The Berkeley Library where thousands of Trinity students have studied for their exams over the years is celebrating 50 years since its opening. The 1960’s building was considered a beacon of modernism for Trinity, Dublin and Ireland. More importantly it hailed a new era for students and researchers, opening up the Library collections to a much wider readership.
Marking its 50th anniversary, Trinity College is launching a programme of events today that invites the public to visit the Library and learn more of its remarkable beginnings and role at the heart of the University. It will include a series of architectural tours, talks and the screening of the pioneering film “Building for Books” shown in every cinema in Ireland in 1958 as part of a national fundraising campaign for the new Library at the time.
Commenting on the importance of the Berkeley Library and its role, the College Librarian and Archivist, Helen Shenton said: “The Berkeley Library is a symbol of an age and a step-change in access to knowledge. It was about people’s love of books and the desire for a contemporary designed library in which they could be easily accessed and read. National and international campaigns were developed that made this possible. We are at a similar juncture now. There is a need to re-imagine what we have and what we want from the libraries of the future and be as visionary as they were in 1967.”
President Éamon De Valera opened the new Berkeley Library in 1967, which was made possible by philanthropic funding matched pound for pound by the state.* Central to the campaign was the importance of a library at the heart of a University. The film “Building for Books” was premiered in the Cork Film Festival and released nationally, reflecting the national momentum behind the project. The film set in Trinity, with a lively script shows off the campus during a sunny Trinity week, shines a spotlight on the inner workings of the Library at the time. The books were held in the Old Library, and read by students in the small 1937 Reading Room on Front Square. Among other issues, it emphasises that storage space was due to run out which was a real cause of concern with regard to the College’s copyright privilege of all books published in Ireland and the UK.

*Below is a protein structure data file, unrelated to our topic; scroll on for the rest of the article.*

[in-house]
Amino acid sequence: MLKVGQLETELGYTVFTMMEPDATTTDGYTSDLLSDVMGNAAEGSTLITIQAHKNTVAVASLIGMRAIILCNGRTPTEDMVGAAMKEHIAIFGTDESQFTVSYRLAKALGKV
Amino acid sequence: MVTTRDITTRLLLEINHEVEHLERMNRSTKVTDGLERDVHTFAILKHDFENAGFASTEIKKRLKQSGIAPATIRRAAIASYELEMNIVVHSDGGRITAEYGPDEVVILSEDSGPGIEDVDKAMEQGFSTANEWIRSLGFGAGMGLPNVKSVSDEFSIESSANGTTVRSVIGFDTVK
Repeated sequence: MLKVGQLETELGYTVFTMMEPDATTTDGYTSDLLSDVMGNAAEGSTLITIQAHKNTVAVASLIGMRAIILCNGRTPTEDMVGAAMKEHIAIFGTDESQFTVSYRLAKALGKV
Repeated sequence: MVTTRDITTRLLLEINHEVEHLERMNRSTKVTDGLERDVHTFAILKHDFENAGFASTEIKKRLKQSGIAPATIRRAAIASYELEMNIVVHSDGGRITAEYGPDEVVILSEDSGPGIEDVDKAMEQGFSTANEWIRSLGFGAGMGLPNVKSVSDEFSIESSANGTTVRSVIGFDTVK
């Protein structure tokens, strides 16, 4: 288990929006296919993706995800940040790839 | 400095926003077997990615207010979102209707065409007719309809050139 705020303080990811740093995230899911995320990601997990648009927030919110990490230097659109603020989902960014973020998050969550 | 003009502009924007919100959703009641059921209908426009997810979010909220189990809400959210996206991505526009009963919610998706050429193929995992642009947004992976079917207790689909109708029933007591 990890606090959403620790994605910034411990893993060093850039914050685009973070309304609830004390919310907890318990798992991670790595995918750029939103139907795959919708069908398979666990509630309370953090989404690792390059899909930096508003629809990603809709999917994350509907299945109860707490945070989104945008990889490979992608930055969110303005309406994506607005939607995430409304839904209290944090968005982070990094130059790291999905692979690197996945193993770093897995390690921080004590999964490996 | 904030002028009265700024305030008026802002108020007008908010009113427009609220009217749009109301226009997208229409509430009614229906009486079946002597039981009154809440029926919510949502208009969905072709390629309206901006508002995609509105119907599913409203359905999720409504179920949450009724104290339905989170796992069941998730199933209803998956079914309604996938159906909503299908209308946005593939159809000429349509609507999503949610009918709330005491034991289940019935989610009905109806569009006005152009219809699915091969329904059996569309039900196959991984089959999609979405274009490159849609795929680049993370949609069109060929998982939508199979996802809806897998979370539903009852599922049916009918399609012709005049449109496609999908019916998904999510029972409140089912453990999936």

The film formed just one part of a highly sophisticated fundraising campaign that targeted staff, students, graduates, as well as industry and the corporate world, and extended to the UK and US. As a means of raising awareness a special exhibition went on display in London in the Royal Academy of Arts, of the Book of Kells along with other early manuscripts which had never before left Ireland. It was a huge success and attended by over 60,000 people including British royalty. Lord Iveagh then Chancellor of the university kick started the donations with the first gift of £45,000. This was followed by many others, including one of Trinity’s most famous alumni, Samuel Beckett who donated a year’s worth of the American royalties of Krapp’s Last Tape which was playing to full houses on Broadway at the time. The final donation came from the Ford Foundation.
Plans were apace for the design and building of the Library. The highest standards of design were commanded by an international competition and the award was publicly announced by the then Lord Mayor of the winning architect, the young 28-year old New- York based architect Paul Koralek. Dublin of the 1960’s featured buildings such as Busáras, Liberty Hall and Hawkins House and the new Berkeley Library was to join this cityscape. Considered one of the finest modern buildings in Ireland, the Berkeley Library is a pure example of the “Brutalist” style of bare concrete architecture popularised by le Corbusier. Koralek’s innovative use of concrete, poured into wooden moulds gives it the impression of wood grain on the surface of the concrete slabs. Contractors G and T Crampton built it, with Koralek overseeing the meticulous mixing of concrete on site. When complete, it doubled the reading space as well as storage for books for the College, which also involved the employment of 57 new members of staff. Moreover it provided a unique reading experience where the reader was prioritised.
Commenting on its importance, Provost, Dr Patrick Prendergast said: “The Berkeley Library when built transformed library services for our students and readers. It was a modern library not just for Trinity, but for Ireland. In marking this magnificent modernist building today and the national momentum that made it possible, we are acknowledging its radical role in opening access. Generations of students and Irish people have benefited from its vast collections. Today, in an age of digitisation, the role of the library is constantly evolving, and it is where we now also foster innovation and creativity, catalyse research and collaborations.”
Notes to editors
*The campaign and state paid pound for pound up to £736,000 . The final cost of the building was £800,000.